Cloak Of Skies United StatesCountry Of Origin: United States
Drug Honkey - Cloak Of Skies

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Pool Of Failure Video
Sickening Wasteoid Video
Outlet Of Hatred
(It's Not) The Way
The Oblivion Of An Opiate Nod
Cloak Of Skies
Pool Of Failure (JK Broadrick remix)

Type: Full-Length
Release Date: May 5th, 2017
Label: Transcending Obscurity Records
Categories: Death, Doom, Experimental

MetalBite Review by Chris Pratl on 2/19/2017 12:08:08 AM

Chicago's Drug Honkey is labeled an "experimental death / doom" project, and however aptly that description fits the band, there lies underneath a sincerely volatile wall of vulgarity and thickness that you can't help but be either impressed with or distracted by in its slow moving effort. I can almost guarantee that you've not experienced an album like this all that often.

The latest opus, Cloak of Skies opens with the swamp-like 'Pool of Failure,' a tempestuously slow moving musical fog that seems to just settle over your head like a haunted battlefield rife with activity, and the album only gets better from there. In my middle age I've heard more than my fair share of dark and brooding albums that either hit the inside mark or fall flat in a mire of "try-hard" patterns. Drug Honkey doesn't fall into the latter, seemingly forcing the obedient listener to become sucked into this gaping maw of 'psychadoomic' music that you can't help but be drawn to on a cerebral and emotional level. There is nothing happy-go-lucky or uplifting about this music; if I were forced to describe it, I'd simply say that it's an interesting setting for a mind in turmoil and bewilderment.

Vocalist Paul Gillis offers up a throaty, summoning tone that isn't your run of the mill death metal vocal. I used to think that Tom G. Warrior's vocal performance on Celtic Frost's Monotheist was about as frightening as it gets, but without all of the bravado and thin pretense Gillis' performance calls upon the darkest recesses of the stomach. It bounces between a mocking, distant calling and a bellowing proclamation that can also be found evenly in the track, '(It's Not) the Way.' It's here that the band's true taste for experimental musical psychosis really emerges as a permanent fixture. By the time they cascade into 'The Oblivion of an Opiate Nod' I'm not totally sure what I'm feeling...or why I'm feeling it. I only know it's something so interesting that I can't unhinge my mind from it. It's really been a long time since a CD has grabbed me like this, but it has, soliciting repeated listens.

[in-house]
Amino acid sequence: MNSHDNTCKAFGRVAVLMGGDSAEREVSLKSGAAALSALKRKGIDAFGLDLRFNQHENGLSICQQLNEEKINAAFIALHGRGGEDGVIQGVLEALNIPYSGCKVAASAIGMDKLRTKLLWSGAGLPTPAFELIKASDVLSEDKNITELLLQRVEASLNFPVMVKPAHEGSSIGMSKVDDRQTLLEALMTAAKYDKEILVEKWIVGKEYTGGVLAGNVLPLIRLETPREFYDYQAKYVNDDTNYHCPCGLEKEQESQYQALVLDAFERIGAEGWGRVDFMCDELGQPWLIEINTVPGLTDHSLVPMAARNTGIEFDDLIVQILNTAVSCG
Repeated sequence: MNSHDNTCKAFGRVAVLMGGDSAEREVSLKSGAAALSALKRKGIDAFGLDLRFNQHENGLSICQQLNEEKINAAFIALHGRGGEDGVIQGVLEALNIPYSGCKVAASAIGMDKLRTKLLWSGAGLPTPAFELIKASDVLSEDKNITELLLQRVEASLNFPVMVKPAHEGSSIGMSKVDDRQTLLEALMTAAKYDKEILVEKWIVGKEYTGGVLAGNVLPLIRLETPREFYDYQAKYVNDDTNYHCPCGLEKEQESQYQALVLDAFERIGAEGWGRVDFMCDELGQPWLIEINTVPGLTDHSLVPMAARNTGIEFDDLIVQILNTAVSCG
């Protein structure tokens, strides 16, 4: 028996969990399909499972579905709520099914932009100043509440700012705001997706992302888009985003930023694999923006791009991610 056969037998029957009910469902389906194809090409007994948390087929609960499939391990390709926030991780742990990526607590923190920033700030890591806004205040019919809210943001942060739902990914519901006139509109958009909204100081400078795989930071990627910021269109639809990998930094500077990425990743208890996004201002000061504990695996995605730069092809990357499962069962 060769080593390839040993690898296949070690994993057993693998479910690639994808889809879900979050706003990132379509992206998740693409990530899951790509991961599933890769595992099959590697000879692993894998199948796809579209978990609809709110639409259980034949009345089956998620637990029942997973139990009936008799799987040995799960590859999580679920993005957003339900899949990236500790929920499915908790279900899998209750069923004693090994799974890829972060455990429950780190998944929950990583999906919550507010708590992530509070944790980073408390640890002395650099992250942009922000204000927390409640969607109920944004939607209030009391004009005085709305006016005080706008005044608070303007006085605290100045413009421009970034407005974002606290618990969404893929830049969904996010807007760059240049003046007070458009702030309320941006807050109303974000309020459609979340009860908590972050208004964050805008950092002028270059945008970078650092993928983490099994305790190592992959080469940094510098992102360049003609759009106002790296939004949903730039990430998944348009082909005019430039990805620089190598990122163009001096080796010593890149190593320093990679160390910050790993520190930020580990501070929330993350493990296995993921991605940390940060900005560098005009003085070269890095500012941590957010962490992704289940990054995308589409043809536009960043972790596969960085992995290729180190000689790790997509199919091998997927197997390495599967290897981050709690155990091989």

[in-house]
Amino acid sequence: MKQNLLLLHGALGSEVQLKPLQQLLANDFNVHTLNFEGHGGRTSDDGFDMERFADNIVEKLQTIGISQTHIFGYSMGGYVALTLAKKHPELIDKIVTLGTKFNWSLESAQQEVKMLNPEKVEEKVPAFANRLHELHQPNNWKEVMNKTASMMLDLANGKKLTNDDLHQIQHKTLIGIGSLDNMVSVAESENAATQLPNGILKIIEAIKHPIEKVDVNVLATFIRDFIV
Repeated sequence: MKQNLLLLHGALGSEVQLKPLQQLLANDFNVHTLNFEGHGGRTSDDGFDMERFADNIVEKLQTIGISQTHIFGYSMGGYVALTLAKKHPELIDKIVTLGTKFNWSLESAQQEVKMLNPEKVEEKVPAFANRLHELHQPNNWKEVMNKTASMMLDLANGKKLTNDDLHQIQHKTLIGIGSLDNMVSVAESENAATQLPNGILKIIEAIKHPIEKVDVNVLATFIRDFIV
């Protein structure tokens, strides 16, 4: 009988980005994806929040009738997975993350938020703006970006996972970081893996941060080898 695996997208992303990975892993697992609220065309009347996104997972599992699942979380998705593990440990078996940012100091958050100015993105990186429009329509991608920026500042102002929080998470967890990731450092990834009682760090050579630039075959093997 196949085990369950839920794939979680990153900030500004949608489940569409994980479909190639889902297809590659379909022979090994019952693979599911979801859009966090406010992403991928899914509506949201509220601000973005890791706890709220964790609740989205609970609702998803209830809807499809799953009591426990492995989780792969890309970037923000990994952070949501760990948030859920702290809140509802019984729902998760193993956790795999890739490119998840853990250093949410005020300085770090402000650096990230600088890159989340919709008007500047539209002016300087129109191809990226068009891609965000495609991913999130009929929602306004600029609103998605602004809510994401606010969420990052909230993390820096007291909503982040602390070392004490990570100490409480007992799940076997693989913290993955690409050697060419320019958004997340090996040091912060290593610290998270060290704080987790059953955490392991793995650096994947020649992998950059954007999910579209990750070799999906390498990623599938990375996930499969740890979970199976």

All of that picturesque worship aside, let me just sum it up by saying that this is metal music for a very cerebral collective in that it will take you places you never realized you could go. Death metal, as a whole, provides the aggressive release with some (usually) very basic lyrics that resonate for a longer duration, whereas the other genres (i.e. thrash, speed, black, et al) usually rely on perfectly-crafted riff assembly and brief storylines over speedy galloping to engage and excite, and all of these factors make for some fine metal music all over the proverbial board. Drug Honkey, however, in its barest and most primitive form, pushes the boundaries with long, fascinating pieces of what you may think is a large puzzle awaiting formation, yet seems to just offer short and suffering stories without any real need for embellishment. Everything you need is offered in the music, that haunting melodious assault on the senses that doesn't stagnate. The fact that the lyrics are intelligent, dark visages of depression and searching only add to the majesty of the music herein.

I've not heard an album like this in a long time, and I've a feeling I won't any time soon until the band decides to once more open the portals of the diseased inner self to a wanting, appreciative audience.

Rating: 9.5 out of 10